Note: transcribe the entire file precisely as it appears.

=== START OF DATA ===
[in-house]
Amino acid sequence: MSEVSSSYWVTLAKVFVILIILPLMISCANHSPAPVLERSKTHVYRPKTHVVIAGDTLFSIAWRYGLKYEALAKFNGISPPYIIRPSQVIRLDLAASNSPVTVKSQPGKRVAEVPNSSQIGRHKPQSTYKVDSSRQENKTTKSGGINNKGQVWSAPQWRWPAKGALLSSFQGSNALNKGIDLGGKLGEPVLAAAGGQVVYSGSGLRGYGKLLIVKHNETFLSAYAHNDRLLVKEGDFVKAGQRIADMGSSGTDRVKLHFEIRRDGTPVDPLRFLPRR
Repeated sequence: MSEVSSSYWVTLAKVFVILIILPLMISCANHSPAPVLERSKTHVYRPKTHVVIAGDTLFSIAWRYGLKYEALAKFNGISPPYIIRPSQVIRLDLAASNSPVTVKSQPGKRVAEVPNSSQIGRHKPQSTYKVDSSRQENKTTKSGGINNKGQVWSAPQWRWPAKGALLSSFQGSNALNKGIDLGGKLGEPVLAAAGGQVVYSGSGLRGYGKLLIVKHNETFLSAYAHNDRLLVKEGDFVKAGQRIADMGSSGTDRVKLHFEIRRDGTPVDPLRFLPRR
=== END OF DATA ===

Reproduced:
[in-house]
Amino acid sequence: MSEVSSSYWVTLAKVFVILIILPLMISCANHSPAPVLERSKTHVYRPKTHVVIAGDTLFSIAWRYGLKYEALAKFNGISPPYIIRPSQVIRLDLAASNSPVTVKSQPGKRVAEVPNSSQIGRHKPQSTYKVDSSRQENKTTKSGGINNKGQVWSAPQWRWPAKGALLSSFQGSNALNKGIDLGGKLGEPVLAAAGGQVVYSGSGLRGYGKLLIVKHNETFLSAYAHNDRLLVKEGDFVKAGQRIADMGSSGTDRVKLHFEIRRDGTPVDPLRFLPRR
Repeated sequence: MSEVSSSYWVTLAKVFVILIILPLMISCANHSPAPVLERSKTHVYRPKTHVVIAGDTLFSIAWRYGLKYEALAKFNGISPPYIIRPSQVIRLDLAASNSPVTVKSQPGKRVAEVPNSSQIGRHKPQSTYKVDSSRQENKTTKSGGINNKGQVWSAPQWRWPAKGALLSSFQGSNALNKGIDLGGKLGEPVLAAAGGQVVYSGSGLRGYGKLLIVKHNETFLSAYAHNDRLLVKEGDFVKAGQRIADMGSSGTDRVKLHFEIRRDGTPVDPLRFLPRR